Sri Lanka also has relics of the Ramayana. There are several caves, such as Ravana Ella Falls, where Ravana is believed to have hidden Sita to prevent Rama from finding her. The Sitai Amman Temple at Numara Eliya is situated near the ashokavana where Ravana once kept her prisoner.
The presence of the Vanaras or monkeys, including Hanuman, has made the authenticity of the epic suspect. But this is the most plausible part of the story. The Vanaras were obviously tribes with the monkey totem: after all, the Ramayana belongs to a period when most of India was jungle with tribal forest-dwellers. India still contains several tribes with animal totems. An early issue of the Bellary District (now in Karnataka) Gazetteer gives us the interesting information that the place was inhabited by the Vanara people. The Jaina Ramayana mentions that the banner of the Vanaras was the vanaradhvaja (monkey flag), thereby reinforcing the totemic theory. Similarly, Jatayu would have been the king of the vulture-totem tribe and Jambavan of the bear-totem tribe.
Was Lanka the modern Sri Lanka? One school of thought places Lanka on the Godavari in Central India, citing the limited descriptions of the South in the latter half of the epic. Narada does not mention Panchavati or Rameshwaram, but refers to Kishkinda and Lanka. Living in the north, it is unlikely that Valmiki knew the south. But Valmiki would know the difference between a sea and a river. Lanka, says the author definitively, was across the sea.
All the places visited by Rama still retain memories of his visit, as if it happened yesterday. Time, in India, is relative. Some places have commemorative temples; others commemorate the visit in local folklore. But all agree that Rama was going from or to Ayodhya. Why doubt connections when literature, archaeology and local tradition meet? Why doubt the connection between Adam’s Bridge and Rama, when nobody else in Indian history has claimed its construction? Why doubt that Rama traveled through Dandakaranya or Kishkinda, where local non-Vedic tribes still narrate tales of Rama? Why doubt that he was born in and ruled over Ayodhya?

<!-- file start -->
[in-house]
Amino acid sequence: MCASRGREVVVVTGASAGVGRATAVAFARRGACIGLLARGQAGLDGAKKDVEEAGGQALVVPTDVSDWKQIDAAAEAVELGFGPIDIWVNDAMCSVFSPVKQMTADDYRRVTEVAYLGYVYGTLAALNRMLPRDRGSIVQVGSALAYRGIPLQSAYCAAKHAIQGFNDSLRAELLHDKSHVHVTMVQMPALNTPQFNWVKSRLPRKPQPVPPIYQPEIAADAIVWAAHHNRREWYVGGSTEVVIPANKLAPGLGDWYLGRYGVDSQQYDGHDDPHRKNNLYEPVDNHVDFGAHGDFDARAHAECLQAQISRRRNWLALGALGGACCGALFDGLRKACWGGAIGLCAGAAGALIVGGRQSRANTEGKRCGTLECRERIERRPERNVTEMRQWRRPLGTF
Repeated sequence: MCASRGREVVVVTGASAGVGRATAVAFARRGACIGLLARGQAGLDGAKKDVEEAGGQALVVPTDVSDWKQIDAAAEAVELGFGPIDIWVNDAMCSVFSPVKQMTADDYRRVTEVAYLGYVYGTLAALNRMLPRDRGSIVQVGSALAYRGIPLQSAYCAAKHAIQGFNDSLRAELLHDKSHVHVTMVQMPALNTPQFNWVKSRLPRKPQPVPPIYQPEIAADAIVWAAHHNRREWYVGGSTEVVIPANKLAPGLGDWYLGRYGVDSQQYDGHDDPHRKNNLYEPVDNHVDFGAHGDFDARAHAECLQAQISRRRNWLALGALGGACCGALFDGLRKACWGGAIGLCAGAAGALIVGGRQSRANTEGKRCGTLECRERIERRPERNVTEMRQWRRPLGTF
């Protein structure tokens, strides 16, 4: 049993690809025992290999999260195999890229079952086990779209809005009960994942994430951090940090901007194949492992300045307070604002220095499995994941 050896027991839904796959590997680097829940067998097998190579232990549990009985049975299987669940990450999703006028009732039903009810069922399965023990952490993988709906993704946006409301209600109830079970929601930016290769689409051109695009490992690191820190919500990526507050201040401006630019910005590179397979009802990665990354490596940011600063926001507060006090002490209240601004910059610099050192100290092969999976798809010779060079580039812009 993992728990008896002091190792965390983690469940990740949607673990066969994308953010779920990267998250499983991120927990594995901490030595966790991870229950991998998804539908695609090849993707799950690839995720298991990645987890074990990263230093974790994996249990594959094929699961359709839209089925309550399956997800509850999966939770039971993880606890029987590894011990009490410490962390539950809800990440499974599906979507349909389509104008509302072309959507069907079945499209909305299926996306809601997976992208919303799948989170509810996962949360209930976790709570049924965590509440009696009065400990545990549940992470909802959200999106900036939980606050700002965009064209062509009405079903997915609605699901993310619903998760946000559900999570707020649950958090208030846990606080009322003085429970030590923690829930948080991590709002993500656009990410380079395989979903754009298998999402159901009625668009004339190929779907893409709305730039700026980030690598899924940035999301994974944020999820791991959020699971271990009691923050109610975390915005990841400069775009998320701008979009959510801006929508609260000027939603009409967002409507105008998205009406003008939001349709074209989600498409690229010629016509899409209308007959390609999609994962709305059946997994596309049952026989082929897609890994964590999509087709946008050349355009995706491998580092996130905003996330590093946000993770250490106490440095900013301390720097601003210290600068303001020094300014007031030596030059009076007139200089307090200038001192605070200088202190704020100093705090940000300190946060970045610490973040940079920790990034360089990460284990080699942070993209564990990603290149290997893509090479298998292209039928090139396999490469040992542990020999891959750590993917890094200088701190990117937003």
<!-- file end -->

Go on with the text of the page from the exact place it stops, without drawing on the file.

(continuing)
Major settlements, including temples, were renovated several times: restoration is a 20th century development. When the main image was made of perishable materials, it was replaced by stone. For example, we know that the wooden image of Varadaraja Perumal of Kanchipuram was replaced by a stone image, for the earlier image is still preserved in a water tank. The present architecture belongs to the sixteenth century Vijayanagara style. Yet the temple was known to have existed before the Pallava period (seventh century). This is the story of many sacred sites in India. This happened to several Rama temples too.
Rama’s memory lives on because of his extraordinary life and his reign, which was obviously a period of great peace and prosperity, making Ramarajya a reference point. People only remember the very good or the very bad. Leftist historians have chosen to rubbish archaeology, literature and local tradition. So how do we prove that Rama did exist?
Finally, although there is enough evidence that Rama did exist, it still does not justify breaking down a mosque. Would Rama have approved? It makes us as barbaric as Babar and his General Mir Baqi who, says Hafizullah in his Persian document, built the mosque over the Ramjanmasthan.
The author can be contacted at firstname.lastname@example.org
Columns by Nanditha Krishna